WASHINGTON — For much of this year, Rudy Giuliani was counting on Ukraine’s former chief prosecutor, Yuriy Lutsenko, to reopen a dormant investigation into an energy company where Joe Biden’s son Hunter had once served as a board member.
In an early May phone call with NBC, Giuliani called Lutsenko a “much more honest guy” than the previous, Kremlin-aligned prosecutor, Viktor Shokin, whom the Ukrainian Parliament sacked for failing to crack down on corruption.
Lutsenko recently told NBC News the two talked about 10 times and The New York Times reported that Giuliani’s allegations that Joe Biden’s family engaged in wrongdoing in Ukraine were based on a series of meetings with Lutsenko.
In a White House transcript of a July 25 phone call, President Trump seemed to admonish the new Ukrainian president, Volodymyr Zelenskiy, for taking steps toward firing Lutsenko: “I heard the prosecutor was treated very badly and he was a very fair prosecutor so good luck with everything.”
But in a series of interviews with NBC and other news outlets this weekend, Lutsenko said he could find no evidence of wrongdoing involving the Bidens and violations of Ukrainian law, though he told NBC News that the situation did have the appearance of a “conflict of interest” for the former vice president.
Facing a subpoena by House Democrats, who want to know the nature of Giuliani’s interactions with Lutsenko and other Ukrainian officials, Giuliani swiftly turned on the man who he’d been corresponding with for months. “Mr. Lutsenko has been fired by the current president. Mr. Lutsenko is exactly the prosecutor that Joe Biden put in in order to tank the case,” Giuliani told CBS News Sunday.
Daria Kaleniuk, director of the Anti-Corruption Action Center in Ukraine, told NBC News that Giuliani probably “needed” Lutsenko to “connect the dots in a story that looked like it was real but was not.” Lutsenko’s comments, she said, were “probably something Giuliani was not expecting and that’s probably why he was angry.”
Giuliani’s response to Lutsenko was a dramatic reversal from his past comments, casting Lutsenko as the villain and Shokin, the prosecutor whom Biden, the World Bank, the International Monetary Fund and much of the Western alliance wanted removed, as the hero.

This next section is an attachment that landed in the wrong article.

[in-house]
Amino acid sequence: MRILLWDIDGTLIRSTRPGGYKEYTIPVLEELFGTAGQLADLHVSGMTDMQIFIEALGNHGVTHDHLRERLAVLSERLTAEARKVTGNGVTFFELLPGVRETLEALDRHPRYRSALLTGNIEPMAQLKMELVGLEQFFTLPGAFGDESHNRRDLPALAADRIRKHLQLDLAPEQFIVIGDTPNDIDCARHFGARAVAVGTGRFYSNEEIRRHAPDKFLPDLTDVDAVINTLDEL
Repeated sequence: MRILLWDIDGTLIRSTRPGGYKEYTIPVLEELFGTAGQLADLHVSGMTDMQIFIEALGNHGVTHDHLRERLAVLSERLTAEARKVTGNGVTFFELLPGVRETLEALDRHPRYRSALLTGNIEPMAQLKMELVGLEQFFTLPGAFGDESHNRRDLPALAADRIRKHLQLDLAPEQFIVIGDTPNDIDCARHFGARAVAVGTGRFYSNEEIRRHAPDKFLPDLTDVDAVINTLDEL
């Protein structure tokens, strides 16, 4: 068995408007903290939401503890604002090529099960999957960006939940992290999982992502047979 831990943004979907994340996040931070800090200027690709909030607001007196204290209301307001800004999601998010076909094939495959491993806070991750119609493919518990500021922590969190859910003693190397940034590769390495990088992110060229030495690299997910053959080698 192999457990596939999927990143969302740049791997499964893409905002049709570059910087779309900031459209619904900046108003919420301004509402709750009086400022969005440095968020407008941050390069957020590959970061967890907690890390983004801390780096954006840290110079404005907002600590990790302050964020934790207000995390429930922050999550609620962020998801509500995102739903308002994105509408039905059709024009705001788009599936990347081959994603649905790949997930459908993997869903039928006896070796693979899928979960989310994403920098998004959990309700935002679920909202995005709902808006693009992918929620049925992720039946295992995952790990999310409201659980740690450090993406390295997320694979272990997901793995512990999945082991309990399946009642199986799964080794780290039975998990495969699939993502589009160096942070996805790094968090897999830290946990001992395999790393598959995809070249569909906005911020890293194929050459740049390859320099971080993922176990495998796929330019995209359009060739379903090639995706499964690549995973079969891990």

In the CBS interview, Giuliani then pointed to Shokin, the former Moscow-friendly prosecutor who preceeded Lutsenko: “The prosecutor general you should have spoken to is the one who was fired, who has said in this affidavit that he was fired specifically because he was investigating Joe Biden's son,” Giuliani said, showing a recent affidavit signed by Shokin.
What’s unsaid is that Shokin filed that affidavit on behalf of a former business partner of Trump’s former campaign manager, Paul Manafort, who is in prison for financial fraud. That business partner's legal team includes includes Joe diGenova and Victoria Toensing, the pro-Trump husband and wife attorneys who Fox News reported Sunday were “working off the books” with Giuliani as part of his Ukrainian venture.
Giuliani also took to Twitter early Monday to claim Lutsenko acted “corruptly.” He was “THE PROSECUTOR BIDEN APPROVED TO FIX HIS SON’S CASE. In a separate tweet Giuliani said the media was “blindly using the prosecutor who corruptly dismissed the cases against Biden’s son and his corrupt company.”
On Wednesday, Giuliani explained his about-face in a text message to NBC News, saying he "learned much more about" Lutsenko "from other witnesses."
"I'm told he is afraid of prosecution by the new government," Giuliani said. "I don't know the charges or suspicions. His analysis of Ukrainian law is laughable maybe because he's not a lawyer and he knows too much about" former Ukrainian President Petro Poroshenko.
While Kaleniuk said it was “unethical” for Hunter Biden to trade on his father’s standing in the U.S. by serving on the Burisma board, there’s no evidence Joe Biden helped him. “On the contrary,” she said, Joe Biden “did the opposite, with demanding” the resignation of Shokin, who was a “corrupt prosecutor” and “intimidated reformers in his office,” said Kaleniuk.
Giuliani’s reversal on Lutsenko is just the latest example of how Trump and the Republican Party are seizing on disproven allegations that, in 2016, then-Vice President Biden pressured Ukrainian leaders to fire Shokin in order to help his son Hunter.
The Republican National Committee last week sent out a press release calling him “Quid Pro Joe,” signaling that the broader party apparatus intends to leverage the issue despite recent fact checks by major news organizations. A top Democratic leadership aide fumed that the aide was receiving calls from “smart people” asking whether the accusations are true.
In May, PolitiFact also thoroughly researched the issue, concluding: "We found no evidence to support the idea that Joe Biden advocated with his son's interests in mind, as the message suggests. It's not even clear that the company was actively under investigation or that a change in prosecutors benefited it.”
Ukraine’s Parliament, under duress from Western allies to crack down on corruption, voted overwhelmingly for Shokin’s removal amid accusations that he blocked major cases against allies and influential figures and undermined efforts to root out graft. The move was also welcomed by the European Union. The country was also at risk of losing access to a critical International Monetary Fund program in part over the issue.